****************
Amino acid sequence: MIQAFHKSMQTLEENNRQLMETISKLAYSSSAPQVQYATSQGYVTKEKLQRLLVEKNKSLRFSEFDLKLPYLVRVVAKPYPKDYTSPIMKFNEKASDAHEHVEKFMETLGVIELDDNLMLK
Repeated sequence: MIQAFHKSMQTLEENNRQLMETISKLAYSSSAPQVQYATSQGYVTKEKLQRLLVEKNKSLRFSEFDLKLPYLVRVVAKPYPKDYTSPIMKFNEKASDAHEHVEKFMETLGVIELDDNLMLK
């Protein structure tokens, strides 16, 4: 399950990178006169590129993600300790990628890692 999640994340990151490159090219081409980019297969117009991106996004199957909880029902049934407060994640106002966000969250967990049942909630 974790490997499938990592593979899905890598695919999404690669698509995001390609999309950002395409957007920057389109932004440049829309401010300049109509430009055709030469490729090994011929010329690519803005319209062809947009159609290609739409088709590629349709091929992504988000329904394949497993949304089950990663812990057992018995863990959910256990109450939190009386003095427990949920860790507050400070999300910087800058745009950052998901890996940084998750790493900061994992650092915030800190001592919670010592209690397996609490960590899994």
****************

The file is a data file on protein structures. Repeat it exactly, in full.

Amino acid sequence: MIQAFHKSMQTLEENNRQLMETISKLAYSSSAPQVQYATSQGYVTKEKLQRLLVEKNKSLRFSEFDLKLPYLVRVVAKPYPKDYTSPIMKFNEKASDAHEHVEKFMETLGVIELDDNLMLK
Repeated sequence: MIQAFHKSMQTLEENNRQLMETISKLAYSSSAPQVQYATSQGYVTKEKLQRLLVEKNKSLRFSEFDLKLPYLVRVVAKPYPKDYTSPIMKFNEKASDAHEHVEKFMETLGVIELDDNLMLK
């Protein structure tokens, strides 16, 4: 399950990178006169590129993600300790990628890692 999640994340990151490159090219081409980019297969117009991106996004199957909880029902049934407060994640106002966000969250967990049942909630 974790490997499938990592593979899905890598695919999404690669698509995001390609999309950002395409957007920057389109932004440049829309401010300049109509430009055709030469490729090994011929010329690519803005319209062809947009159609290609739409088709590629349709091929992504988000329904394949497993949304089950990663812990057992018995863990959910256990109450939190009386003095427990949920860790507050400070999300910087800058745009950052998901890996940084998750790493900061994992650092915030800190001592919670010592209690397996609490960590899994």